Tuesday, July 14, 2009

Judge is considering removing the Fair Use defense from the province of the jury in SONY v. Tenenbaum

In SONY BMG Music Entertainment v. Tenenbaum, the Court has sua sponte (a) issued an order questioning whether the Fair Use defense is triable to the jury, even though the courts have historically treated Fair Use as a jury question, (b) directed the parties to brief the issue, and (c) gave them only six (6) days in which to do so.

Order directing parties to brief issue of whether Fair Use is triable by jury

[Ed. note.

1.I find this decision surprising, since (a) as Judge Gertner herself notes, the courts have traditionally considered Fair Use a jury question, and (b) in an action at law which is triable to a jury, "equitable defenses" are also triable to the jury notwithstanding their equitable nature.

2. I've reviewed the judge's footnote number 1, and think it suggests several errors in reasoning:

(A) The number of reported decisions decided on summary judgment or preliminary injunction motion is meaningless, for the reason that jury verdicts are never reported decisions. If there were 5000 jury verdicts determining fair use one way or the other, not a single one of them would have shown up in that study. There is simply no statistical procedure available for finding out how many fair use jury verdicts there have been.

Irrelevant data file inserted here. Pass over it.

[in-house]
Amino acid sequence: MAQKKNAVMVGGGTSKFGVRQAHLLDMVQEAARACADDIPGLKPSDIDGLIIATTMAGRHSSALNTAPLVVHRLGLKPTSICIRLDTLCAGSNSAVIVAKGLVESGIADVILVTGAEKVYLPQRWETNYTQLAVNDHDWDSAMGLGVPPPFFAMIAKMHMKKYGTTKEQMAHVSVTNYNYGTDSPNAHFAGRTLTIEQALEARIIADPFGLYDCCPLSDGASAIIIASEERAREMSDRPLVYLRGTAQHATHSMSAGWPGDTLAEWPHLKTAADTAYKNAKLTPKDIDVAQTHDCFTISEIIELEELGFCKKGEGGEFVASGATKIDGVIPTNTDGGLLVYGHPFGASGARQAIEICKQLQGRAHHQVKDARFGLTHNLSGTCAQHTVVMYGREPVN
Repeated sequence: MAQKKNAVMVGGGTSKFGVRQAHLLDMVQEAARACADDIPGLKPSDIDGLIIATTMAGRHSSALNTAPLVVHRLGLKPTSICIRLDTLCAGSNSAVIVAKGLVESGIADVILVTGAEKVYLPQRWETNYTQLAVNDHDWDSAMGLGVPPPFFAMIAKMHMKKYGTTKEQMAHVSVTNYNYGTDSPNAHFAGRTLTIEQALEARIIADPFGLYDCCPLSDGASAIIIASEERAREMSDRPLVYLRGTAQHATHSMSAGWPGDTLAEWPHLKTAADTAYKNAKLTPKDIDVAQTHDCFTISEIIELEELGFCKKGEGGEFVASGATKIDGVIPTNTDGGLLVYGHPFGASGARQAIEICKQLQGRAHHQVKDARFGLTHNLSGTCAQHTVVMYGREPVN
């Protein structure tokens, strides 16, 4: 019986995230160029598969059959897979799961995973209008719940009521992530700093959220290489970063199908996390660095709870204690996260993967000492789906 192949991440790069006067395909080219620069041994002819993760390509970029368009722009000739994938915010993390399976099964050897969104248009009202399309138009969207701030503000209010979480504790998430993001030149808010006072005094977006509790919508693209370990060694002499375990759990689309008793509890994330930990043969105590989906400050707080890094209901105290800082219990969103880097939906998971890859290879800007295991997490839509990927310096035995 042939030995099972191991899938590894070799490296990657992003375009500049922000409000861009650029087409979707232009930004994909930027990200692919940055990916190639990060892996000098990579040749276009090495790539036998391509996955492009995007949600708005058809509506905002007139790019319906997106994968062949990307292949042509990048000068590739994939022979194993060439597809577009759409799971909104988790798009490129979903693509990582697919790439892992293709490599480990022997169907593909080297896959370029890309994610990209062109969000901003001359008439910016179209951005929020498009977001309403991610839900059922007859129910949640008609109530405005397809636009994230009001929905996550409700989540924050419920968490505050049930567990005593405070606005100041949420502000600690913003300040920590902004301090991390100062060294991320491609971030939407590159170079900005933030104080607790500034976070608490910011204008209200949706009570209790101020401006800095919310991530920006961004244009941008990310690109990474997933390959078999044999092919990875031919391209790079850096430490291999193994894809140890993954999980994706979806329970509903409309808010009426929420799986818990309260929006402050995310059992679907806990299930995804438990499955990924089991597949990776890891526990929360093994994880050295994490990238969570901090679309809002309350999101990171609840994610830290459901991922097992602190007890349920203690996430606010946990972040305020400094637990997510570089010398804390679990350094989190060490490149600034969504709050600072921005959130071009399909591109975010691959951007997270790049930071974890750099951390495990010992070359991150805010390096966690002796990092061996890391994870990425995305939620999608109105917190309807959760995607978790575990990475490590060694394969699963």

(B) A court's determination of fair use on summary judgment is a determination that there is no triable issue of fact, not a determination that if there were triable issues of fact, the issues are triable to the court rather than to the jury.

(C) A court's determination of fair use on a preliminary injunction motion is not a determination that the issue is triable to the court rather than to the jury, it is merely a determination that it appears likely that the plaintiff will succeed at trial.

(D) Even the permanent injunction side of the case is of course triable to the Court and not to the jury, as injunction cases are always triable by the judge and not by the jury. It is the monetary damages side of the case that we are talking about. If one of the parties has demanded a trial by jury in a copyright case which contains both monetary and injunctive claims, the monetary side of the case is triable to the jury, and the jury's verdict as to the injunctive part of the case -- if there is one -- is advisory only. I.e. the judge will ultimately have to decide the fair use issue in any event, but only as to the injunctive side of the case.